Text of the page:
We run most of our nodes in a context where public web access is not allowed. We’re making heavy use of JFrog’s Artifactory’s “Remote Repo” for providing a smart cache/mirror for well known repository types (ruby gems, npm, rpm, nuget/chocolately, etc.). I haven’t found a way to accomplish something similar for the chef packages we pull from omnitruck API during the bootstrap process and during the chef-client runs of the cookbooks that manage our Chef Server and Chef Automate servers. We started down the path of creating a sync script that pulls from Omnitruck and pushes to a custom Artifactory repo, but this is starting to explode in complexity as we have to support more platforms and manage versions. I fear we’re on a path of creating our own Omnitruck which I want to avoid. So i’m going back and reviewing my initial analysis and thinking.
As best I can tell, Onitruck API is a simple 2-endpoint API that offers metadata lookup + download url discovery and the download itself. I wasn’t able to find a way front this with Artifactory natively. It wants a package manager repo/protocol, which this is not.
This must be a common problem - what are other people doing to solve this?
Why not include the official RPM and DEP repos as proxies in Artifactory: https://docs.chef.io/packages.html ? Never tried it, but packages.chef.io should be quite standard…
That could potentially solve part of the problem, but I don’t think it could solve it completely. We really have two course grained cases: 1) chef-client and ChefDK packages on standard nodes; 2) Chef Server and Chef Automate packages on the nodes running this Chef infrastructure.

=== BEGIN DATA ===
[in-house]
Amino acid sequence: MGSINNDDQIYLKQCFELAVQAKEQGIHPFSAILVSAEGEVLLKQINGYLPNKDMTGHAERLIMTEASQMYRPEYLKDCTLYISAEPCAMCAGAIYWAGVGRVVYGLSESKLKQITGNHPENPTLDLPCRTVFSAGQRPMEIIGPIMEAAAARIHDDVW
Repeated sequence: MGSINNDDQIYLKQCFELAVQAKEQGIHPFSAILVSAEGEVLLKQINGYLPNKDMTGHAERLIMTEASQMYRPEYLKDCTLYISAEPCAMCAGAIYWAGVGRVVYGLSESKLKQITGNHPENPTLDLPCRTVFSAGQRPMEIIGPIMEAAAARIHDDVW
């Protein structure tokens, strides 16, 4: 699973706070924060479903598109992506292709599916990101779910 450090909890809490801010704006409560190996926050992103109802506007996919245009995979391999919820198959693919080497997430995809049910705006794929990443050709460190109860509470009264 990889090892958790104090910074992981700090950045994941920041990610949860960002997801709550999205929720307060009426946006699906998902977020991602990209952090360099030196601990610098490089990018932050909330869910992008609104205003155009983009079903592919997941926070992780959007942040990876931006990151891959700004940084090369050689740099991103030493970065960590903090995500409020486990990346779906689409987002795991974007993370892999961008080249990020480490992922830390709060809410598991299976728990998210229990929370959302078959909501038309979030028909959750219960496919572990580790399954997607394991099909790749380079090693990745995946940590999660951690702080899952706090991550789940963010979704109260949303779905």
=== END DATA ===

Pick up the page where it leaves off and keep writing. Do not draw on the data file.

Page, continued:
The first gap that comes to mind is Windows chef-client packages in the #1 case. Our approach to the #2 case has been to use chef_ingredient cookbook. Perhaps there is a way to force this to work off of a package repo, but presently at least, this wants to curl things down from Omnitruck API and install from a local RPM.
@kbrowns Have you found a solution for this? I’m looking to do the exact same thing in my air-gapped environment. We are mainly a Windows shop today.
@jakauppila we ended up writing a manual sync script. We wired it up to our CI pipeline that builds and publishes cookbooks. We have a control file that declares the versions of the packages we care about, the script reads that file, hits OmniTruck API and uploads it into a generic local repo we have in our Artifactory server. We mirror the directory structure of OmniTruck and therefore it works in all of our cases across Windows and Linux. It’s crude and not really the way I want to do it, but it works. There is a chocolatey package out on chocolatey.org for the chef-client and other things, and you could use a product like Artifactory to mirror it… but like most choco packages, it just does a call back to the public web, so you’re kinda screwed. We ended up creating our own dedicated choco packages for this reason. Doing that, might be your easiest path.